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June 5, 2019, 12:36 p.m.
LINK: youtube.googleblog.com  ➚   |   Posted by: Joshua Benton   |   June 5, 2019

YouTube has a post up on its official blog today entitled “Our ongoing work to tackle hate,” and “ongoing” is pretty earned there; as the post notes, YouTube “made more than 30 policy updates” in 2018. The world’s most popular video site has gotten (mostly deserved) blowback from all angles as more have come to realize the site’s power for algorithmic radicalization and its role as a community builder for all the wrong people.

Creating coherent systemwide rules around hate speech and related subjects is legitimately hard, but today’s update would seem to cut through the complexity of at least one share of it: No more Nazis. No more white supremacists. No more Sandy Hook truthers. No more Holocaust deniers.

Today, we’re taking another step in our hate speech policy by specifically prohibiting videos alleging that a group is superior in order to justify discrimination, segregation or exclusion based on qualities like age, gender, race, caste, religion, sexual orientation or veteran status. This would include, for example, videos that promote or glorify Nazi ideology, which is inherently discriminatory. Finally, we will remove content denying that well-documented violent events, like the Holocaust or the shooting at Sandy Hook Elementary, took place.

Along with those fairly hard-and-fast rules, YouTube also says it wants to tackle the algorithmic element of the problem — the fact that its video recommendations, guided by past user engagement, often push users from relatively mainstream videos out to the darkest fringes.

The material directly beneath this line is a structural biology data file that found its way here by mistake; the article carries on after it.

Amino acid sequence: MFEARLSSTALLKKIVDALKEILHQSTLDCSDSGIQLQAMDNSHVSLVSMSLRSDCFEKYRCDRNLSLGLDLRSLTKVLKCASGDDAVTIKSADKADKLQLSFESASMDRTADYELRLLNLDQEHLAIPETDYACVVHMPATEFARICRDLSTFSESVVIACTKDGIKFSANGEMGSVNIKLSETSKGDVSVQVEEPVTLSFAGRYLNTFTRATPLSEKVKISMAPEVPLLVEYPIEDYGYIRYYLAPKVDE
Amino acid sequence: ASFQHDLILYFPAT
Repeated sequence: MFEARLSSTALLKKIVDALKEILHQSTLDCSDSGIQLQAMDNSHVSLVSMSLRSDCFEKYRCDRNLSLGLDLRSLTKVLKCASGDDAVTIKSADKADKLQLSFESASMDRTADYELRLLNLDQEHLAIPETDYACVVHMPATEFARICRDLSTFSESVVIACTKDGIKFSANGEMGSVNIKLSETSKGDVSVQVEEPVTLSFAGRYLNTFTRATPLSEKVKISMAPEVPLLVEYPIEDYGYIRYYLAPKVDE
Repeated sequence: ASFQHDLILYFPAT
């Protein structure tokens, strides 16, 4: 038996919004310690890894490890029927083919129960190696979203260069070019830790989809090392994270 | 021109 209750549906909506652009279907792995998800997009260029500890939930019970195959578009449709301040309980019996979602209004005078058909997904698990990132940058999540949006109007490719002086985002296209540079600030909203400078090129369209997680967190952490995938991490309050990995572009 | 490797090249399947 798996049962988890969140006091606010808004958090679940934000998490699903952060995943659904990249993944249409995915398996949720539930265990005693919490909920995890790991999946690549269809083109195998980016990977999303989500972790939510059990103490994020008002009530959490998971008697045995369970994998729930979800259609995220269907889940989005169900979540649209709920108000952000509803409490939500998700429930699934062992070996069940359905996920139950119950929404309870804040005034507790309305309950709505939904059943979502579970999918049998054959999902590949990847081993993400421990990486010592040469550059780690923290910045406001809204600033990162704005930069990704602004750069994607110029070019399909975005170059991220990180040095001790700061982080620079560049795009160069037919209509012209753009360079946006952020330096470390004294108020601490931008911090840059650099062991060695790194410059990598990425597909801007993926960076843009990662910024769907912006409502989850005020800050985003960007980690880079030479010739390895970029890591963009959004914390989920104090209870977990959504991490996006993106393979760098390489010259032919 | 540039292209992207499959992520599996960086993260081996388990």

In January, we piloted an update of our systems in the U.S. to limit recommendations of borderline content and harmful misinformation, such as videos promoting a phony miracle cure for a serious illness, or claiming the earth is flat. We’re looking to bring this updated system to more countries by the end of 2019. Thanks to this change, the number of views this type of content gets from recommendations has dropped by over 50% in the U.S. Our systems are also getting smarter about what types of videos should get this treatment, and we’ll be able to apply it to even more borderline videos moving forward. As we do this, we’ll also start raising up more authoritative content in recommendations, building on the changes we made to news last year. For example, if a user is watching a video that comes close to violating our policies, our systems may include more videos from authoritative sources (like top news channels) in the “watch next” panel.

This set of changes seems to echo Facebook’s declaration earlier this year that it would ban “praise, support and representation of white nationalism and white separatism on Facebook and Instagram…It’s clear that these concepts are deeply linked to organized hate groups and have no place on our services.” That was a move that went beyond the traditional tech-company stance that a piece of content had to more directly threaten violence or otherwise break a specific policy to be removed. Facebook was saying for the first time that white nationalist content qualified for removal on its own, even without specific threats. Google, with today’s announcement, seems to be doing much the same.

It was a terrible PR morning for YouTube (“YouTube decides that homophobic harassment does not violate its policies” is not a headline you want to see about your company in Pride Month), but perhaps the afternoon can be better.

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